Keeper talks, enrichment will highlight importance of co-existing with bears
With black bears stirring after their long winter naps, and summer camping season just around the corner, the Oregon Zoo is hosting a special Bear Awareness Day May 14, featuring informative keeper talks, educational displays and animal-enrichment activities.
"We're getting an early start on National Bear Awareness Week, which is the third week in May," said Julie Christie, senior keeper in the zoo's North America area. "We want people to know what they can do to keep safe and help bears, not only here in the Pacific Northwest, but around the world."
"We want people to know what they can do to keep safe and help bears."
—Julie Christie, senior keeper
At 10 a.m., keepers will be placing a campsite (minus the campers) in the middle of the zoo's Black Bear Ridge habitat for Dale, Cubby, Tuff and Takoda — the zoo's four black bears — to explore, and probably destroy.
"Our goal is to keep the bears active and engaged, and also educate people about camping in bear territory as the summer season gets underway," Christie said. "For example, it's important to make sure your food is stored properly and garbage isn't left out."
Black bears are North America's most common bear species — about 25,000 to 30,000 live in Oregon. They are omnivorous and have a diverse diet including fruit, plants, berries and grasses; they are not usually active predators.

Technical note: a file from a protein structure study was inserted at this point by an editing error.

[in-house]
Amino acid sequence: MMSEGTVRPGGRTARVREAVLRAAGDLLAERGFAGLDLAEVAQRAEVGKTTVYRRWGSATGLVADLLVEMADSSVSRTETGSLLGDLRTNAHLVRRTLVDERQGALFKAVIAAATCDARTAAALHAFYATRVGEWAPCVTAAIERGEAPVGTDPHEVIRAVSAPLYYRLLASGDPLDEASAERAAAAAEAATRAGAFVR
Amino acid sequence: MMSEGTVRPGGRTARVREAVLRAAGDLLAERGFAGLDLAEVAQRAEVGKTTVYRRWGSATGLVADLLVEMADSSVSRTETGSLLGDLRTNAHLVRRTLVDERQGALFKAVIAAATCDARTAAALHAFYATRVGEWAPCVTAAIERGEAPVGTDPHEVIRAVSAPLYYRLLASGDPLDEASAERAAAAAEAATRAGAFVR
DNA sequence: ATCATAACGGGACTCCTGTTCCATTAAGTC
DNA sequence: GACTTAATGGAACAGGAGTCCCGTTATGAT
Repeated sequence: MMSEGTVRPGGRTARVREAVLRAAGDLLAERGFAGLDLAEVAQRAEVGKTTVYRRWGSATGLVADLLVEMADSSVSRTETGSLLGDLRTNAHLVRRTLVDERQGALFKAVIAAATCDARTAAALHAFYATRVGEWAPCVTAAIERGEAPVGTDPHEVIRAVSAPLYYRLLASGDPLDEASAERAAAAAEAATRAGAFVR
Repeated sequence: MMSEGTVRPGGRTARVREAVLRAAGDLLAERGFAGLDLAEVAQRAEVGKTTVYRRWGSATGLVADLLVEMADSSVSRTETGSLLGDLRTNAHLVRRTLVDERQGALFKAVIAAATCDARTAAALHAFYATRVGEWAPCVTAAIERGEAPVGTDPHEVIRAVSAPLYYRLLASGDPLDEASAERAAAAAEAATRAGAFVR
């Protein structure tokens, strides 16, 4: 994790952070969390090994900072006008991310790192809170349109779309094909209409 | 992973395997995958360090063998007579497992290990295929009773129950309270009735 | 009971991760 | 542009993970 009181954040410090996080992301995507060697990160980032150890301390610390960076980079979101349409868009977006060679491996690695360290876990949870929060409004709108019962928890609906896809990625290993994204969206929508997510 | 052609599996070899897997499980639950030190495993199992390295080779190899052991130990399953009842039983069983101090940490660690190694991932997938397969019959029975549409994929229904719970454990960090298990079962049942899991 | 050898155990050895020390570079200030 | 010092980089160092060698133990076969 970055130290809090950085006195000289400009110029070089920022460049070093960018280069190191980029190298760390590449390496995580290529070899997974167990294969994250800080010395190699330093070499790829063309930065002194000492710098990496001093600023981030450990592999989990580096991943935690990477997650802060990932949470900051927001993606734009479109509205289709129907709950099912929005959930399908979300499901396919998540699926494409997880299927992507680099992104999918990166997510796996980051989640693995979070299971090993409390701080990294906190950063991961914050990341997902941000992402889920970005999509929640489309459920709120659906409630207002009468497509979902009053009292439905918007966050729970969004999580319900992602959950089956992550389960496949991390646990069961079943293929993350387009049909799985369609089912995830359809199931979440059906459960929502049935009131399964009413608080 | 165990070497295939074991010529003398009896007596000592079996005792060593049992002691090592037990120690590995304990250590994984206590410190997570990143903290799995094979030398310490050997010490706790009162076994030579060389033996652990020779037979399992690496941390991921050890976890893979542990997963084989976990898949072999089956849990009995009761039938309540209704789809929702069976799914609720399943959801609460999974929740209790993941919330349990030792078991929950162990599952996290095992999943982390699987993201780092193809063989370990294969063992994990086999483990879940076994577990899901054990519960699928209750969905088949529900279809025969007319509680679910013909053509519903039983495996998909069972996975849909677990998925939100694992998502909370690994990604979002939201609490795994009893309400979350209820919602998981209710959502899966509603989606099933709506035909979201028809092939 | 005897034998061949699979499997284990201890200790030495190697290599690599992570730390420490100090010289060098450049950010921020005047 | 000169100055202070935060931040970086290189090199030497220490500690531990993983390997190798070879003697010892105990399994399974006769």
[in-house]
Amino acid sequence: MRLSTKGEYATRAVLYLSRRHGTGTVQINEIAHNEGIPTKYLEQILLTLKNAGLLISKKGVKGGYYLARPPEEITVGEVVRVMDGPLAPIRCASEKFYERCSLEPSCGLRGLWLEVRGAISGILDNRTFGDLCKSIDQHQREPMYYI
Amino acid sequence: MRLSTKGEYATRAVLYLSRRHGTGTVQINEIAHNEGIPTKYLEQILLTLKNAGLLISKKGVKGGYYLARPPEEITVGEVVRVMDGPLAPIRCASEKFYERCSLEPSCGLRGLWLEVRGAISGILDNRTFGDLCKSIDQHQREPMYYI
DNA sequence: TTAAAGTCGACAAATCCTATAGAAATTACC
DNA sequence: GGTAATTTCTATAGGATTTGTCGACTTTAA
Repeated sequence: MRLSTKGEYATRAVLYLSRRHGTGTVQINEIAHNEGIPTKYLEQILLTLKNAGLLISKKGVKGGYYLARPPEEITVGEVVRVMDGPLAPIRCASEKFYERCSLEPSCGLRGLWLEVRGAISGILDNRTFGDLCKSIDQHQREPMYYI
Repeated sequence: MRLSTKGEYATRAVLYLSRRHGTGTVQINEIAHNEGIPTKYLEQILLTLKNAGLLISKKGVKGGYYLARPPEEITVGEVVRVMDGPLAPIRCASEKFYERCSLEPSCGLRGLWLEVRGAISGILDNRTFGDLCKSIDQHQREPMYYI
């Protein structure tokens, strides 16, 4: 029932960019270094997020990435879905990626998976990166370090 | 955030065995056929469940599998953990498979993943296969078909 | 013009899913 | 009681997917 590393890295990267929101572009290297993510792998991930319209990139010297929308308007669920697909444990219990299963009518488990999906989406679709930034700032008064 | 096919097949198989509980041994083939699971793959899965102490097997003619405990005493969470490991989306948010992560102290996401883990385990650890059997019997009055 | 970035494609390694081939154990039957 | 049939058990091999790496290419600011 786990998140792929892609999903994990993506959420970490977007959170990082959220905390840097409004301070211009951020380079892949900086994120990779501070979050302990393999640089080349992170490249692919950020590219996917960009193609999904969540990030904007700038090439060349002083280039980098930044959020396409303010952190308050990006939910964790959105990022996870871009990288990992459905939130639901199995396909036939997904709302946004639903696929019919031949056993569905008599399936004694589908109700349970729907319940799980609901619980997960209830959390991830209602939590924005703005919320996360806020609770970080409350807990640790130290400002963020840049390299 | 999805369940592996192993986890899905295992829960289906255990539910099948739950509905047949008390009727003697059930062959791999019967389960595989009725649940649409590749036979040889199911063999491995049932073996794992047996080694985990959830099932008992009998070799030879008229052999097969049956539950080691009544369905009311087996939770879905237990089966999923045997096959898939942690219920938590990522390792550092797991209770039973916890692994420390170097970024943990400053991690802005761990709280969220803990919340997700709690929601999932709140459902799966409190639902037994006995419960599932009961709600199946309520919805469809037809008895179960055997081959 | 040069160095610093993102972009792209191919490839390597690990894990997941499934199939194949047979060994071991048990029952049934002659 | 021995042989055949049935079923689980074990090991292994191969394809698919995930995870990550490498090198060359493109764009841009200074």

At 11 a.m., there will be a keeper talk with enrichment items for Malayan sun bears Vivian and Jody, both among the oldest of their species. Sun bears typically live up to 25 years — a milestone these two bears (30 and 29, respectively) have long since put past them. Native to the tropical rainforests of Southeast Asia, sun bears are threatened by loss of habitat to palm oil plantations. To help break the link between palm oil and deforestation in Malayan sun bear range countries, the has zoo launched its Use Your Reach project, as well as a Small Actions portal that gives everyone the opportunity to make better choices to benefit wildlife.
At 2 p.m., polar bears take the spotlight, with a feeding and keeper talk highlighting the critical role of these iconic marine mammals — and the issues they face — in the Arctic ecosystem. Polar bears, designated as threatened under the U.S. Endangered Species Act, are among the many species supported through the Oregon Zoo Foundation's Wildlife Partners program, which advances the zoo's local and global conservation efforts.
Bear Awareness Day schedule:
- Black bear enrichment and keeper talk - 10 a.m.
- Sun bear enrichment and keeper talk - 11 a.m.
- Polar bear feeding and keeper talk - 2 p.m.
The Oregon Zoo is a service of Metro and is dedicated to its mission of inspiring the community to create a better future for wildlife. Committed to conservation, the zoo is currently working to save endangered California condors, Columbia Basin pygmy rabbits, Oregon silverspot and Taylor’s checkerspot butterflies, Western pond turtles and Oregon spotted frogs. Other projects include studies on black rhinos, Asian elephants, polar bears and bats.
The zoo relies in part on community support through donations to the Oregon Zoo Foundation to undertake these and many other animal welfare, education and sustainability programs. The zoo is located five minutes from downtown Portland, just off Highway 26 at exit 72. The zoo is also accessible by MAX light rail line. Visitors who travel to the zoo via MAX receive $1.50 off zoo admission. Find fare and route information online or by calling TriMet Customer Service at 503-238-RIDE (7433).
Hova Najarian| 503-220-5714 |firstname.lastname@example.org